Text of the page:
Embracing Interdependence as a Leader with Lorna Davis – Virtual Gathering Recap

On October 7, 2022, Lorna Davis, former CEO of Danone and Global Ambassador for B Lab, whose TED Talk on collaborative leadership has amassed more than two million views, joined us for a candid conversation with Timothy Henry, co-author of the Conscious Capitalism Field Guide, to discuss her view on the current state of leadership, the importance of interdependence and collaboration, and more.

Here are our takeaways from this open and honest conversation between longtime friends and conscious business leaders.

Embracing the good and the bad

The conversation opened with a very vulnerable moment for Lorna as she shared that her dog is very ill before stepping off camera for a moment to care for her pet.

When she returned, she transitioned right into the importance of leaders embracing the good and the bad aspects of life, not only at work, but in their personal lives, as well.

“Accepting the pain and the challenges of life, at the same time as the joy and magnificence, is really the journey that I’m on right now,” she shared with Timothy.

She continued on to explain that part of being human is learning to evolve, but that oftentimes, especially in Western cultures, we try to cherrypick our experiences to create an ideal journey, which only becomes a detriment to our growth.

“One of the things I have seen is that the Western world is very keen to try to pretend that we can kind of push away the things we don’t like and grab the things we do like and that we can have a selective journey in this world,” Lorna said, “The reality is we can’t—not in our businesses, not in our families, not in our bodies, not in our lives.”

Leaning into connection and interdependence

A large part of what has gotten Lorna through difficult times, and something she encourages leaders to lean into as well, is connection and interdependence. She sees these areas as universal truths for human beings and things that we all need not only to be people-first leaders, but to also be good friends and fellow citizens:

The truth of life is that we are interconnected … this made up ‘chopped-up-ness’ is the thing that isn’t real—that’s the fake.

“The truth of life is that we are interconnected … this made up ‘chopped-up-ness’ is the thing that isn’t real—that’s the fake. So when people say to me, ‘How can I live in a more connected way?’ or ‘How can I lead with love?’ I rather simplistically say, ‘Stop trying to pretend we aren’t connected and stop cutting your love off.’”

Rather than focusing on the things that divide us and make us different, Lorna’s call to others regardless of their status or rank was to find opportunities to connect. When leaders make this a priority in their workplaces, it also creates a new lens to rethink things that make a difference for employees at work.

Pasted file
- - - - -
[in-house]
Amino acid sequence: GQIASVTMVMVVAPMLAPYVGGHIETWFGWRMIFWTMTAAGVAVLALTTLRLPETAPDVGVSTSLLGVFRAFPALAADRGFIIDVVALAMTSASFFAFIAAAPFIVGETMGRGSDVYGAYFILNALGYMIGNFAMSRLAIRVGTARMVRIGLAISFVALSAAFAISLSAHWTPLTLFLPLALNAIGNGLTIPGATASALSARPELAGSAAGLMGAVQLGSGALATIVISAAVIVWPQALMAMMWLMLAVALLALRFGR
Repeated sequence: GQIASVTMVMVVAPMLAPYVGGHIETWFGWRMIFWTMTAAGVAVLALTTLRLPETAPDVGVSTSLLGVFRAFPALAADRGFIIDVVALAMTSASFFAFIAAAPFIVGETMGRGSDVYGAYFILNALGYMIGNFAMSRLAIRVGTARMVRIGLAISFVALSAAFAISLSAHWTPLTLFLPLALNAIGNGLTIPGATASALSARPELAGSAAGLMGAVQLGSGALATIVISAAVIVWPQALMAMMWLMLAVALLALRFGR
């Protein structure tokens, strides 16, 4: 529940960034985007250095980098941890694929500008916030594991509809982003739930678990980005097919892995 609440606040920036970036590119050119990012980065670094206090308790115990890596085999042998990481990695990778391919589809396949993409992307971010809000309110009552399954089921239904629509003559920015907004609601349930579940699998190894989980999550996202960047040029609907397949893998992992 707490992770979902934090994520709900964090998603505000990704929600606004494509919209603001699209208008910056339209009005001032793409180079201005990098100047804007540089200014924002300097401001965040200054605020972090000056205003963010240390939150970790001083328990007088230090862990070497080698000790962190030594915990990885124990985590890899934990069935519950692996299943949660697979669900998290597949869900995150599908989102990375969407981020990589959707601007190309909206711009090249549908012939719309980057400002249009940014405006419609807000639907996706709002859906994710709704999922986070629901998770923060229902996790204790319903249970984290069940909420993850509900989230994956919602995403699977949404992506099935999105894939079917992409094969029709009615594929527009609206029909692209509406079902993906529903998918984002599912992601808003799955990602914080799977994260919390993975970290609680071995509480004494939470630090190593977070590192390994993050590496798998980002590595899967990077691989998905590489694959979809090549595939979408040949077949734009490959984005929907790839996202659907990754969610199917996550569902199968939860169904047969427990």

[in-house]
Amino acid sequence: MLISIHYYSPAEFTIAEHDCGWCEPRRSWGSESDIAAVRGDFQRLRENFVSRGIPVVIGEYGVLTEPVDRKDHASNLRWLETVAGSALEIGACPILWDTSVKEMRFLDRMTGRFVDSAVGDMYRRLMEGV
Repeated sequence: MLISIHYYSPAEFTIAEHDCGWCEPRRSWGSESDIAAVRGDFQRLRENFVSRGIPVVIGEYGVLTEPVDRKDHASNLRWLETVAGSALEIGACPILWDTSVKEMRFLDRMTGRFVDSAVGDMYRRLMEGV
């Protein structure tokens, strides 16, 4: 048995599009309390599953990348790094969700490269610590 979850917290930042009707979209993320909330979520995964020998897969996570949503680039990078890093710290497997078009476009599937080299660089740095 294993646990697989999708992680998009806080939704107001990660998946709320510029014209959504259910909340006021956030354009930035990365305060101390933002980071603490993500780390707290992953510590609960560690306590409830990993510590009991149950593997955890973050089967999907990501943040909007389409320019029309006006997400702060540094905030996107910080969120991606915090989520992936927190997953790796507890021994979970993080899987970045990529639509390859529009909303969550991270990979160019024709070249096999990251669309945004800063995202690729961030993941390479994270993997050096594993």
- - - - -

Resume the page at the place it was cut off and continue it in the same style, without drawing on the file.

“When you … stop thinking about [employees] as FTEs and you stop shutting out their humanity … as a result you do different things around everything, from salaries to benefits to working hours to the way you meet with people,” Lorna explained.

Using your power and influence for good

When Timothy asked about some of the experiences that have influenced Lorna’s leadership journey, she reflected back on a time where an employee challenged her to rethink and acknowledge her position of power. The conversation that resulted from that confrontation changed Lorna’s outlook on leadership.

She shared with Timothy a quote from Martin Luther King, Jr., on the balance between power and love: “Power without love is abusive and reckless; and love without power is anemic and sentimental.”

She went on to say, “I really love this quote because it brings a very important element to this conversation of needing to understand power and I notice that often when we’re in this conversation about connectedness or vulnerability [with senior leaders] …  there can be a fake-ness in the lack of acknowledgement of power.” When leading from that position of power and understanding the impact of acknowledging that to her team, Lorna’s found that she’s been better able to embrace vulnerability, connection, and collaboration.

There is a difference between delegation and collaboration, a big difference.

On the topic of collaboration, she also reflected on the impact of the power-versus-love balance on a leader’s ability to work with others, noting the difference between collaboration and delegation:

“There is a difference between delegation and collaboration, a big difference. Often, my conversations with senior people kind of enter this territory … acknowledging where power lies and the role of power and love in the solving of many of the problems that the world faces today is a very rich conversation.”

Finding ways to make a meaningful impact on the world

Timothy and Lorna closed out their conversation on the topic of making an impact and finding broken areas most in the world that are most meaningful to you.

Offering a quote from Glennon Doyle, Lorna encouraged leaders to “Go where your heart breaks.”

She often asks leaders where they feel they can make the biggest impact. For Lorna, she simply looks around at the travesties happening today and connects to the things that conjur profound feelings in her:

“There are so many things that happen in the world that don’t touch us … And then there are other things that just break my heart. And that is the place for me to act, that is the place of power … the question for everyone on this call is, ‘Where does your heart break?’ because that’s the clue to where you act or where you belong.”

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